Class 11 – 2/16/17
The Reconstruction Amendments
- The Emancipation Proclamation (527 – 529)
- The Adoption of the Thirteenth and Fourteenth Amendment (767 – 771)
- Contracting the Privileges or Immunities Clause (771 – 772)
- Slaughter-House Cases (Field, J., dissenting) (779 – 786).
- Bradwell v. Illinois (787 – 791)
- The Civil Rights Cases (814 – 831).
The lecture notes are here.
The Slaughter-Houses Cases
Here is a wood-cutting of the New Orleans Slaughterhouse.
Bradwell v. Illinois
This is Myra Bradwell, who sought admission to the Illinois Bar, leading to the Supreme Court’s decision in Bradwell v. Illinois.
Bradwell would become the editor of the Chicago Legal News, the first legal publication in the United States edited by a woman. The publication launched in 1868. Here is the first issue.
The Library of Congress has a copy of the first volume of the Chicago Legal News, donated by Susan B. Anthony. Even cooler, it includes a hand-written note in Anthony’s hand, which alludes to Bradwell v. Illinois.
The first legal paper edited by a woman – Myra Bradwell – This file is from 1868 & 1869 – It was Mrs. Bradwell whose right to be admitted to the Bar of Illinois was carried up to the United States Supreme Court. Senator Matthew Carpenter made the argument for her.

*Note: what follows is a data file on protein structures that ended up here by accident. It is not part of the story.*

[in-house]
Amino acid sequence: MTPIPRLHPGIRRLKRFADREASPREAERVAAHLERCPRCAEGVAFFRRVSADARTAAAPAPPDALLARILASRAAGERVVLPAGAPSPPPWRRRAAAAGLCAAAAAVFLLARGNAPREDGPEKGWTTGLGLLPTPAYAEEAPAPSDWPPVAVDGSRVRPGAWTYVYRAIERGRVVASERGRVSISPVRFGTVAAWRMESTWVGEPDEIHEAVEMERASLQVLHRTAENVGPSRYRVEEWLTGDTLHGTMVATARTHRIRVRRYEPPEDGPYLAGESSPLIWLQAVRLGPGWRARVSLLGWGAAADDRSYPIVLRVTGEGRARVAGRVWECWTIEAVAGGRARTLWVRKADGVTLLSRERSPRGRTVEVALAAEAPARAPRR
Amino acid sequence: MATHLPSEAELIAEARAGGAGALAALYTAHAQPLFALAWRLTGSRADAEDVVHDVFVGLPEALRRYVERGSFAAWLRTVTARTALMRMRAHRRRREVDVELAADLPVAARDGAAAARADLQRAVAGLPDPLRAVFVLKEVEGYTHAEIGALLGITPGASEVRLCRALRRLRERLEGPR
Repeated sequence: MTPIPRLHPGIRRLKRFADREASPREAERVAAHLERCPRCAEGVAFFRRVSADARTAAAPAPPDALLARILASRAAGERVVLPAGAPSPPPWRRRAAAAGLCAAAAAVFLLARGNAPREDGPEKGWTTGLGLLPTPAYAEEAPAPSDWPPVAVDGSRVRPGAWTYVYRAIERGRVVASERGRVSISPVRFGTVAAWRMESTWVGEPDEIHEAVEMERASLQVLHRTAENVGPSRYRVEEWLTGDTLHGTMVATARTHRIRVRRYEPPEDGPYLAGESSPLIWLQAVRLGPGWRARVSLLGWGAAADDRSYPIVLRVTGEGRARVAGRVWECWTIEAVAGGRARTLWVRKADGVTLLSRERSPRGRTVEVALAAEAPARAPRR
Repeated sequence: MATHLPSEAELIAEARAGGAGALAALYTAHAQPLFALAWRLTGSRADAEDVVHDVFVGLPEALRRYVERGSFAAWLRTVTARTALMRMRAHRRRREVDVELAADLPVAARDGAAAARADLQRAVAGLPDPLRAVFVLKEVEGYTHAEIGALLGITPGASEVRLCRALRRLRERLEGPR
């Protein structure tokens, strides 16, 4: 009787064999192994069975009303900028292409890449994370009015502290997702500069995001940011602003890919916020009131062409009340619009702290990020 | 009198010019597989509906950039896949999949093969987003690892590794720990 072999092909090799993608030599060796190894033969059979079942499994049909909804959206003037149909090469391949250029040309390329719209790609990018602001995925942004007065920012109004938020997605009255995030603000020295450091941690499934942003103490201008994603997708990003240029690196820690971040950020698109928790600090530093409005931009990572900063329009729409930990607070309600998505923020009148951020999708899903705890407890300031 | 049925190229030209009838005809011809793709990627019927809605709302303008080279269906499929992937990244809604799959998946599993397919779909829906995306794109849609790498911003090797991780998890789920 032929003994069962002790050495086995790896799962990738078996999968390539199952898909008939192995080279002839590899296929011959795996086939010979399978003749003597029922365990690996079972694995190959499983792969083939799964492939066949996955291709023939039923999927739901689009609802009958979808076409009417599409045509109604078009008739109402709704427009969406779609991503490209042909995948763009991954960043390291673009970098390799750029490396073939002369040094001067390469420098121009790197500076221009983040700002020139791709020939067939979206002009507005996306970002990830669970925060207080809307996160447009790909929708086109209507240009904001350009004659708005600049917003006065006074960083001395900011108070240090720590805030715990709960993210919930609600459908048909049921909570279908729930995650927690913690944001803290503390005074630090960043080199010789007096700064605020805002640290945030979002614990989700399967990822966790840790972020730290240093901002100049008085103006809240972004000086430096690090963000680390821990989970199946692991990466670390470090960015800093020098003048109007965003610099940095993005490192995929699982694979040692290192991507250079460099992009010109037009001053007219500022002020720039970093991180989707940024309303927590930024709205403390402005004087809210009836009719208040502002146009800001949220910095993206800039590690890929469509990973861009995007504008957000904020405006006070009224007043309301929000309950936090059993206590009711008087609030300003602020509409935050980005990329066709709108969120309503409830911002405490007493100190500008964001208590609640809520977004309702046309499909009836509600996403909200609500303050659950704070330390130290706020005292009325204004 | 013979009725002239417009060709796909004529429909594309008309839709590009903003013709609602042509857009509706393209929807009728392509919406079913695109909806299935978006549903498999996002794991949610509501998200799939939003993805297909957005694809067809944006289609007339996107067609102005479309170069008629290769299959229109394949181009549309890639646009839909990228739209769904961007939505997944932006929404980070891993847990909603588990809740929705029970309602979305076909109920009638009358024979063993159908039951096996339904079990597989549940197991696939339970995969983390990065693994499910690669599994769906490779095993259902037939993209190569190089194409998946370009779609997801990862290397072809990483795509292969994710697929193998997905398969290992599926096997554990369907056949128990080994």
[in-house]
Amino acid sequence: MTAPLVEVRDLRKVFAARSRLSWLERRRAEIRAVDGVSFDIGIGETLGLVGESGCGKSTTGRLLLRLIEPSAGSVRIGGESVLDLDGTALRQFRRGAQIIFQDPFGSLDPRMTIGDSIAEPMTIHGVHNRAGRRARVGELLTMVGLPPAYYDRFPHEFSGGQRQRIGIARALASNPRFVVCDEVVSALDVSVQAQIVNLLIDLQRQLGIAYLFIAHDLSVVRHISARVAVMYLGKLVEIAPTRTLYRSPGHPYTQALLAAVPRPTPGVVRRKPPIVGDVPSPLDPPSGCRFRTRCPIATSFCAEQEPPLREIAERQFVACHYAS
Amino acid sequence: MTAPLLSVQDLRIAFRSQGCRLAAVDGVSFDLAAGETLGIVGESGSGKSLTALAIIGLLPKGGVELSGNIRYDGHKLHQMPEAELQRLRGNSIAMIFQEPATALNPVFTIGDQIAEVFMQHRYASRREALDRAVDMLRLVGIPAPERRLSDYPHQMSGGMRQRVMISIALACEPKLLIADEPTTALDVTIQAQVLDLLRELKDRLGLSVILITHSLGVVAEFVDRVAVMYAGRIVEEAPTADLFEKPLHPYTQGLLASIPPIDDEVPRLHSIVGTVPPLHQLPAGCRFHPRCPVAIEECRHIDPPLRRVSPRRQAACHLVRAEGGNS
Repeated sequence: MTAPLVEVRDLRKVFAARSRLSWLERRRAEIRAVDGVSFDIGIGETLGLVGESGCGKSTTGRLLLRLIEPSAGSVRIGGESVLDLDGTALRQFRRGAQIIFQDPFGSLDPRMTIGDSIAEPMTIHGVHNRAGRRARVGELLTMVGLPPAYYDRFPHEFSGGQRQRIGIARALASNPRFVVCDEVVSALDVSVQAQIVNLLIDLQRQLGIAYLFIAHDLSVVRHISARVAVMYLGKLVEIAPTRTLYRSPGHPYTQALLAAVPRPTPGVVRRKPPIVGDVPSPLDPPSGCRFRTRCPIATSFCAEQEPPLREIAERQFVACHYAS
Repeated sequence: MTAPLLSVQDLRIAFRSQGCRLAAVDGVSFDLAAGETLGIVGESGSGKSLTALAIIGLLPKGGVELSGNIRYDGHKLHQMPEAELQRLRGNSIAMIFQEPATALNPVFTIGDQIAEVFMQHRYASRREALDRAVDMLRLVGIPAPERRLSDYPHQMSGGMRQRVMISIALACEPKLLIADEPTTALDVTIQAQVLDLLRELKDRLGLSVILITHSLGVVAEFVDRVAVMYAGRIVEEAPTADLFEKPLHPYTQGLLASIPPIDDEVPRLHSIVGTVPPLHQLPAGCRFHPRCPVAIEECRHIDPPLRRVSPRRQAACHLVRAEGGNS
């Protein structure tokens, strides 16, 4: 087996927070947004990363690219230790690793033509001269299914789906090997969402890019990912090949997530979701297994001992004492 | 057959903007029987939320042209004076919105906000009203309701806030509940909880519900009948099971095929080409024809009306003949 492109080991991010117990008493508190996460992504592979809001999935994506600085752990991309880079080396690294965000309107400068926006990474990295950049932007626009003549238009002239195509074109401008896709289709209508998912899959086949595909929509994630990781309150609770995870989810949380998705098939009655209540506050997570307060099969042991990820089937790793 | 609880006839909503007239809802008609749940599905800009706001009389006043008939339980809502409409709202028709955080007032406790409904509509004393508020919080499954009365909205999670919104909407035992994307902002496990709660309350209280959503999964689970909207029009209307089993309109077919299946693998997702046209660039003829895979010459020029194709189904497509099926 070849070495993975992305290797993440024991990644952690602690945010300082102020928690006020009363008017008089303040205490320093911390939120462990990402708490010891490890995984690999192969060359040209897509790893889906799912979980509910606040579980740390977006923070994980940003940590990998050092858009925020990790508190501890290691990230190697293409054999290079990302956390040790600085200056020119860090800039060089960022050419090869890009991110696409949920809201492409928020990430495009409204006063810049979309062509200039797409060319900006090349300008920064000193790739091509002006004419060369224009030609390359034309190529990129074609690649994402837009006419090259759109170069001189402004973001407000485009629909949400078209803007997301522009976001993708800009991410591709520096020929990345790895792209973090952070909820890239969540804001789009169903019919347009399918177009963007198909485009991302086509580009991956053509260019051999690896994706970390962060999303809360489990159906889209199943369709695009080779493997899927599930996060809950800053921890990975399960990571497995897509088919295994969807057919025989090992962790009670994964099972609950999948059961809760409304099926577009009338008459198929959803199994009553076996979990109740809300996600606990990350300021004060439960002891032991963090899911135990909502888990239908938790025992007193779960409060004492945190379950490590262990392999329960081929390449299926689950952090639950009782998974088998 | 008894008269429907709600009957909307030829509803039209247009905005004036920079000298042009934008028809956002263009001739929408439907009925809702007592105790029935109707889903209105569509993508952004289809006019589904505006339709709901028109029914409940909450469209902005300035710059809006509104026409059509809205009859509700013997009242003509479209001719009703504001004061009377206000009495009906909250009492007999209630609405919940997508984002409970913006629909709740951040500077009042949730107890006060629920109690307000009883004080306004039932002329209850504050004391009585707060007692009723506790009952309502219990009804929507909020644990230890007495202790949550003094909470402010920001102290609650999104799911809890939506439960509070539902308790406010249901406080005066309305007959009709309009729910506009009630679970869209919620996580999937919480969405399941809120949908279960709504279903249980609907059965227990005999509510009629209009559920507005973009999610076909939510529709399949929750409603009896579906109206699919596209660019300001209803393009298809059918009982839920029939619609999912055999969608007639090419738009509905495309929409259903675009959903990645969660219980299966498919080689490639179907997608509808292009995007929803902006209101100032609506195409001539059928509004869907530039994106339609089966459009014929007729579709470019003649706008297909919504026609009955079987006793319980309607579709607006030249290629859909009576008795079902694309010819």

Susan B. Anthony
Rochester – N.Y-
The Civil Rights Cases
The Grand Opera House in New York City, formerly known as Pike’s Opera House, was located on the Northwestf Corner of 8th Avenue and 23rd Street, in Chelsea. It was was shut down in 1960.
Maguire’s Opera House, formerly known as San Francisco Hall, was a three-story theater on Washington Street between Kearny and Montgomery in San Francisco.
I was not able to find photographs of Nichol’s Inn in Jefferson City, MO, the Topeka Inn in Topeka, Kansas, or the Tennssee Parlor Car.
This is Justice John Marshall Harlan I, who authored the solo dissent in the Civil Rights Cases.